Unfortunately, this movement was going to fail due to the economic and carbon footprint divides associated with organic farming versus conventional. But as one does when backed into a corner and compelled to overcome failure, I kept pushing. This persistence led me to meeting my three cofounders of Monarch, who are all brilliant engineers from the aerospace, autonomous and electric vehicle universe. We came together to make regenerative farming economically superior to conventional via our all-electric, driver-optional smart tractor called Monarch. We now have a team of nearly 200 brilliant engineers dedicated to changing our planet for the better, one tractor at a time.
Needless to say, it is a very inspiring place to be and movement to be a part of.
How do your winemaking and farming techniques differ since you’re making two different varieties: Nebbiolo in Italy and Pinot in Sonoma?
Both domains share the same philosophy about winegrowing. The first is that the site is the most important aspect of great wine, so we spent a great deal of time both at RAEN and at Sorì della Sorba in finding our home. RAEN has roughly 18.5 acres of vines and Sorì della Sorba has 8.8 acres.
The next step is how we honor that site. We are a permaculture first, which, for us, is the holy grail of farming. Permaculture is essentially creating a biodiverse landscape that permanently sustains itself. No chemicals used, just life in abundance. If we can’t find a permaculture remedy to our farming challenges we lean into biodynamics, and as a last straw we base out as a no-till organic farm. From the art of viticulture turns to the art of winemaking, or, as my father likes to call it, winegrowing.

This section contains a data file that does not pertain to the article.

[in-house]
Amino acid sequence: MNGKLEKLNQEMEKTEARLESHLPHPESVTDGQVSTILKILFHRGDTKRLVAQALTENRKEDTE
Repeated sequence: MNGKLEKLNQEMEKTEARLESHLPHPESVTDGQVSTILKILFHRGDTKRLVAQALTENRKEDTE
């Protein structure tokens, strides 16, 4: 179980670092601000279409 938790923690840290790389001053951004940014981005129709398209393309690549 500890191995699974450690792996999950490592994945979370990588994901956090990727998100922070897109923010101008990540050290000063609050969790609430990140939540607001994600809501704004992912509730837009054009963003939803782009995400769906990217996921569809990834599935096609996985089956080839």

In the cellar we embrace native fermentations, extended macerations, the use of whole clusters, and we listen to the fermentations closely as they evolve into a wine that is ready to be pressed. Everything up until this point follows a very similar path and philosophy for both RAEN and Sorì della Sorba. Once pressed, however, the wines take different journeys for aging. For RAEN, we go into Burgundian 60-gallon oak barrels and for Sorì Della Sorba we go into large bottie for aging. For both, we rack as little as possible and then bottle without fining or filtering when the wines are at their optimal point, which differs every year.
Who’s the most underrated person in drinks?
There are so many. One that comes to mind is my grandmother Marjorie who indirectly is why my family was able to push through after 2004. She was all about her family and always behind the scenes. There is a great photo of her sweeping the steps in front of the winery in the early sixties. Dressed to the nines and making sure the stairs looked sharp. At REAN we are actually dedicating a new bottling in her honor, as we felt compelled to tell her story. Beyond that I have so many friends that make lovely wines from around the world that are off the beaten path.
You’re at a dive bar. What do you order?
Normally a cold Pilsner. I love ice-cold, crisp, palate-cleansing, slightly bitter beers.